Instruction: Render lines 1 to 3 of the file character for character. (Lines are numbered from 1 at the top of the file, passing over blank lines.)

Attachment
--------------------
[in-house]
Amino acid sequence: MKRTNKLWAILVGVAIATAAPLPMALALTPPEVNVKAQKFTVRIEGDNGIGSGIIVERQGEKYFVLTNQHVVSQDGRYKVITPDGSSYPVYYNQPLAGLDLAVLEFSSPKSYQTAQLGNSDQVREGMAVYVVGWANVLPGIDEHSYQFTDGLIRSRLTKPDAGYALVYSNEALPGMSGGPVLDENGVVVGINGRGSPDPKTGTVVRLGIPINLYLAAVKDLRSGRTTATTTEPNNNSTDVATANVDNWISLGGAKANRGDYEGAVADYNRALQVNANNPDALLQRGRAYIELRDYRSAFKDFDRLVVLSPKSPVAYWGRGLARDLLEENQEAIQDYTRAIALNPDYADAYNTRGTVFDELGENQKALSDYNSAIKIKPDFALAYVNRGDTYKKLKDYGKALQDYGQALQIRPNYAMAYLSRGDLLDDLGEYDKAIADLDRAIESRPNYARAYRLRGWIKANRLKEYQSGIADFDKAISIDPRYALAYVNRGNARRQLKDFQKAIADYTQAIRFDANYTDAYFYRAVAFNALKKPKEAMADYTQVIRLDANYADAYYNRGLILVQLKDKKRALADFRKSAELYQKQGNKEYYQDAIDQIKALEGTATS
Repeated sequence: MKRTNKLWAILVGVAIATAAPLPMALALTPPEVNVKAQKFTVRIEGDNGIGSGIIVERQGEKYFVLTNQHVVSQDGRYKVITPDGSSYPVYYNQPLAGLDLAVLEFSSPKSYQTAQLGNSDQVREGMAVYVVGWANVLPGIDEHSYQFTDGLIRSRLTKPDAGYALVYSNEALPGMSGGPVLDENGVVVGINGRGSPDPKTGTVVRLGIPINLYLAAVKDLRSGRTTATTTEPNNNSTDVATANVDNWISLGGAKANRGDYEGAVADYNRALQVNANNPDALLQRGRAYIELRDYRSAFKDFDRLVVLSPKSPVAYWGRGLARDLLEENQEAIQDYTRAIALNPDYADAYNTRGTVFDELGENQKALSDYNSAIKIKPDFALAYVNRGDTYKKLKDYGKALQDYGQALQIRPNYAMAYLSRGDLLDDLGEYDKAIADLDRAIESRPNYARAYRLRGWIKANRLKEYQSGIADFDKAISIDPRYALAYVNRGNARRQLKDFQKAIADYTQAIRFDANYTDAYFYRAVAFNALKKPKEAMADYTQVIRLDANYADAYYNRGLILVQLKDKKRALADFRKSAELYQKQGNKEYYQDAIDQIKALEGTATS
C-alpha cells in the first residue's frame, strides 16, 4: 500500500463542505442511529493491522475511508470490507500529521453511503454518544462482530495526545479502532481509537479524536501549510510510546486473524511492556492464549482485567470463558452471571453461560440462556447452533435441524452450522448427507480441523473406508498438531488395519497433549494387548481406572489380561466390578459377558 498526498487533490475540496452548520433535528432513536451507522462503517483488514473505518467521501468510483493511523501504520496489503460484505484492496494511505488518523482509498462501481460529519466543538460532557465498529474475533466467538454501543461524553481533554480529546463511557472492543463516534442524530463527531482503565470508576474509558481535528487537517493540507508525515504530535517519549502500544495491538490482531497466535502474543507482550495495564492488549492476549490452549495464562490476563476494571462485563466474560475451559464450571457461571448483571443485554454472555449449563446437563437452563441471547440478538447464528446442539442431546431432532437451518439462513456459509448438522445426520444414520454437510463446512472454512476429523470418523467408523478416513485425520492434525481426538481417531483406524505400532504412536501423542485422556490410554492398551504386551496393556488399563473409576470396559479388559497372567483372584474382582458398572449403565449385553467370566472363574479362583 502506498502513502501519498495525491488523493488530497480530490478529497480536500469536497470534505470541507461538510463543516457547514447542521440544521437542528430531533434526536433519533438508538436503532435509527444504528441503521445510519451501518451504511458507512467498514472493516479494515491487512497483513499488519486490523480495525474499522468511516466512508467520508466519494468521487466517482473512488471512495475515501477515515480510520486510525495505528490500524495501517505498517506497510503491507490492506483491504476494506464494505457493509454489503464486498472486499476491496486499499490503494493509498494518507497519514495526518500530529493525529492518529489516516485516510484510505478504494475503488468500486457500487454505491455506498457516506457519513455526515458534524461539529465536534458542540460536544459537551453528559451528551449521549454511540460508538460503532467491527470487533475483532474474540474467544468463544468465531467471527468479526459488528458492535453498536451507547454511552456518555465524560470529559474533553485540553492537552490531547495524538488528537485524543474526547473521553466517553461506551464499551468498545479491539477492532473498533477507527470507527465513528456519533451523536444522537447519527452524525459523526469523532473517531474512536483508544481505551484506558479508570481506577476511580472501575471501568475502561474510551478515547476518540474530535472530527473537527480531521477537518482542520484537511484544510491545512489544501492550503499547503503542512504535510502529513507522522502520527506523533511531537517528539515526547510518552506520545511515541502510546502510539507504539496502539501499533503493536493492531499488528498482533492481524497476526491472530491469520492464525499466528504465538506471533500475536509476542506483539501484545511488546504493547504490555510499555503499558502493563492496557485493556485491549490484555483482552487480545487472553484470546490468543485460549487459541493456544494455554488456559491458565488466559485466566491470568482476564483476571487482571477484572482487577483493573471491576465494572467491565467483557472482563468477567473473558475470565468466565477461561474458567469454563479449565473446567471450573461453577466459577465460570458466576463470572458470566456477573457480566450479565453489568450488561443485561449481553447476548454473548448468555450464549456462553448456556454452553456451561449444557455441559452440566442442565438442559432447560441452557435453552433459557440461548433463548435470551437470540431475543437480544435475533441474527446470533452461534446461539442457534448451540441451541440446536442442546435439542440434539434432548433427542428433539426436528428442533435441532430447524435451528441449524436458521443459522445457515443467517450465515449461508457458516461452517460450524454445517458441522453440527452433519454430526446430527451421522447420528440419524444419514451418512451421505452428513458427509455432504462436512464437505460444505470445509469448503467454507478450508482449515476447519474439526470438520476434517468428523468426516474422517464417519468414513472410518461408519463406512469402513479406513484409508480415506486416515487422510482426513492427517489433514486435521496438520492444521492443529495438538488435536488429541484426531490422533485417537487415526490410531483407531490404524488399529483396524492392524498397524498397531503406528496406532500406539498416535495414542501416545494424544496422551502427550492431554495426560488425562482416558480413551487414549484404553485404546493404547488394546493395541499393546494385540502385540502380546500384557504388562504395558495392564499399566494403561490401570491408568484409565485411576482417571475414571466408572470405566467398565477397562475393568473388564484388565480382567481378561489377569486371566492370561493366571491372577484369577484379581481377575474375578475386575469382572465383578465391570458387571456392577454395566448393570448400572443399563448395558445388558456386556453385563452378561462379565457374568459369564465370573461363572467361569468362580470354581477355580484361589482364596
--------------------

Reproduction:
[in-house]
Amino acid sequence: MKRTNKLWAILVGVAIATAAPLPMALALTPPEVNVKAQKFTVRIEGDNGIGSGIIVERQGEKYFVLTNQHVVSQDGRYKVITPDGSSYPVYYNQPLAGLDLAVLEFSSPKSYQTAQLGNSDQVREGMAVYVVGWANVLPGIDEHSYQFTDGLIRSRLTKPDAGYALVYSNEALPGMSGGPVLDENGVVVGINGRGSPDPKTGTVVRLGIPINLYLAAVKDLRSGRTTATTTEPNNNSTDVATANVDNWISLGGAKANRGDYEGAVADYNRALQVNANNPDALLQRGRAYIELRDYRSAFKDFDRLVVLSPKSPVAYWGRGLARDLLEENQEAIQDYTRAIALNPDYADAYNTRGTVFDELGENQKALSDYNSAIKIKPDFALAYVNRGDTYKKLKDYGKALQDYGQALQIRPNYAMAYLSRGDLLDDLGEYDKAIADLDRAIESRPNYARAYRLRGWIKANRLKEYQSGIADFDKAISIDPRYALAYVNRGNARRQLKDFQKAIADYTQAIRFDANYTDAYFYRAVAFNALKKPKEAMADYTQVIRLDANYADAYYNRGLILVQLKDKKRALADFRKSAELYQKQGNKEYYQDAIDQIKALEGTATS
Repeated sequence: MKRTNKLWAILVGVAIATAAPLPMALALTPPEVNVKAQKFTVRIEGDNGIGSGIIVERQGEKYFVLTNQHVVSQDGRYKVITPDGSSYPVYYNQPLAGLDLAVLEFSSPKSYQTAQLGNSDQVREGMAVYVVGWANVLPGIDEHSYQFTDGLIRSRLTKPDAGYALVYSNEALPGMSGGPVLDENGVVVGINGRGSPDPKTGTVVRLGIPINLYLAAVKDLRSGRTTATTTEPNNNSTDVATANVDNWISLGGAKANRGDYEGAVADYNRALQVNANNPDALLQRGRAYIELRDYRSAFKDFDRLVVLSPKSPVAYWGRGLARDLLEENQEAIQDYTRAIALNPDYADAYNTRGTVFDELGENQKALSDYNSAIKIKPDFALAYVNRGDTYKKLKDYGKALQDYGQALQIRPNYAMAYLSRGDLLDDLGEYDKAIADLDRAIESRPNYARAYRLRGWIKANRLKEYQSGIADFDKAISIDPRYALAYVNRGNARRQLKDFQKAIADYTQAIRFDANYTDAYFYRAVAFNALKKPKEAMADYTQVIRLDANYADAYYNRGLILVQLKDKKRALADFRKSAELYQKQGNKEYYQDAIDQIKALEGTATS